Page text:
It’s … weird. “Does this game want us to consider ourselves, the soldiers, as conquerors? Or sufferers? And what of the casualties? There are minimal depictions of civilians getting killed (except a notable sequence involving a bombing raid from afar), so the game left me with the feeling that I was a hero for having killed all those brown men. I, after all, endured.”
The country has been undergoing a financial crisis for most of the past year and had to get a $5.5 billion IMF bailout in February. So the Mongolian government can no longer afford its portion of the expense of a visit by the full Philadelphia Orchestra (which would have been the first U.S. orchestra ever to perform there). A reduced contingent of musicians might travel to Mongolia, though even that isn’t certain. David Patrick Stearns has details.
If something is the best in the world, it ought not to depend on government subsidy or favourable regulation or legislation that discriminates against competitors. It ought to be able to stand on its own two feet, as Google has had to do since it was a start-up in September 1998 and as all surviving US media businesses have over the decades. But in the 21st century, just as in the mid-20th, the BBC seems not to understand the meaning of market forces.
“What we’re fighting for is for studios and networks not to be able to hold writers for six straight months [between seasons without pay]. You’re just in career limbo. The companies are making more money than ever before, and it just feels like the writers who are creating all this content are becoming less and less valuable.”
The madness began after I received a phone call from my brother, Christien, who worked for a luxury travel agency. “Great news,” he said. “I may have a client for the villa for New Year’s week. How’s the project coming?” My heart sank. More than two years in, and we were nearly out of money. We really could have benefited from a holiday rental. But there was no way we could be ready in time, I told him. “But it’s apparently a famous person,” my brother added. “Some architect,” he told me. “His name is I. M. Pei. Ever heard of him?” My brother was not a student of architecture, so the significance of this was lost on him.
One hundred separate versions have been published online by Editions at Play, a digital publisher that specialises in “books that cannot be printed”. You can read any of the 100 editions for free – but if you’re lucky enough to own one, prepare yourself for some creative destruction: each version can only be passed on to a new owner after it has been modified. Owners must add one word and remove two from each of the story’s 21 pages and are stopped from moving forward through the book until they’ve made the required interventions.
According to eHarmony, women who listed The Hunger Games among their favourite books saw the biggest boost to their popularity, while men who read Richard Branson’s business books were approached most often. The Girl With the Dragon Tattoo was a hit for both genders. But crucially, reading anything is a winning move; men who list reading on their dating profiles receive 19% more messages, and women 3% more.
“These days, the opera field itself is effectively sabotaging the argument that voice type comes first. Opera is increasingly trying to present itself as just another form of drama, a musical equivalent of spoken theater or film, with its cinematic broadcasts and emphasis on younger, more attractive performers. That argument is problematic: Opera isn’t, in fact, equivalent to a TV show and doesn’t hold up well in the comparison; its strengths lie elsewhere. But if you’re going to make that argument…”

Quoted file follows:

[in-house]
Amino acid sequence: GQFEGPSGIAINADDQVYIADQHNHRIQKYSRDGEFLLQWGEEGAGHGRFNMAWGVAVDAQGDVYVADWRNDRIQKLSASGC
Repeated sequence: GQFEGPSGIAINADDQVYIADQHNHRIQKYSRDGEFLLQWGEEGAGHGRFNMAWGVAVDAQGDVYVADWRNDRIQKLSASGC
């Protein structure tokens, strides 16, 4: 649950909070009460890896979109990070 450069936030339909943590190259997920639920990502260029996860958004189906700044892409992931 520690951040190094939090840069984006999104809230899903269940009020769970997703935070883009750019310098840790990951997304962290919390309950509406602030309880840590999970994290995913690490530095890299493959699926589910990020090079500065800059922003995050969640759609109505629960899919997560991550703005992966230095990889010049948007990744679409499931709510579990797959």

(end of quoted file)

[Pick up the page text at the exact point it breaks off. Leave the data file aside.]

We’ve always had gaps in our education, and I think it’s a little disingenuous to say, “Well, what about Schubert?” What about Tony Conrad? I teach the survey now, and I have never pretended to “cover” things. You don’t cover things when you do a survey, and I tell the students that: we’re going to talk about things that interest me – that’s one thing we’re going to do – and the other thing we’re going to do is learn some music that you might find interesting or appealing – or not. But coverage cannot be the goal, and was never the goal.
Despite a relative slowdown in the global art market, the online art market grew by 15 percent, to $3.75 billion, last year, according to Robert Read, head of art and private clients for Hiscox. The online art market’s share of the total art market also grew last year, from 7.4 percent in 2015 to 8.4 percent. While that may seem small, it is roughly equivalent to e-commerce sales’ share of the total retail market, which reached 8.3 percent last year, according to the U.S. census.
The arts assessment measured students’ knowledge based on their ability to understand and interpret historical pieces of art and music. One question, for example, asked eighth graders to identify the instrument at the beginning of Gershwin’s “Rhapsody in Blue.” (It’s a clarinet.) The report also looked at their creative abilities. In one exercise, students were asked to draw a self-portrait, which was then scored for attention to detail, composition and use of materials.
Sales of children’s books rose 16% to £365m, with the increase due mainly to the purchase of printed works. Readers also flocked to fitness and self-help books, sending non-fiction sales up 9%. Revenues from fiction fell 7%, the PA’s annual report said.
“Since our members are funding these films, they should be the first to see them,” the company said. “But we are also open to supporting the large theater chains, such as AMC and Regal in the US, if they want to offer our films, such as our upcoming Will Smith film Bright, in theaters simultaneous to Netflix. Let consumers choose.” At first glance, this might seem like a reversal: Netflix is open to putting its movies in theaters! Theaters win! When you look at it more closely, though, it’s clear that nothing’s changed. “We are also open to supporting the large theater chains,” the company says, and it’s hard not to note that word choice; it doesn’t exactly suggest the kind of partnership with distributors that exhibitors would like to have.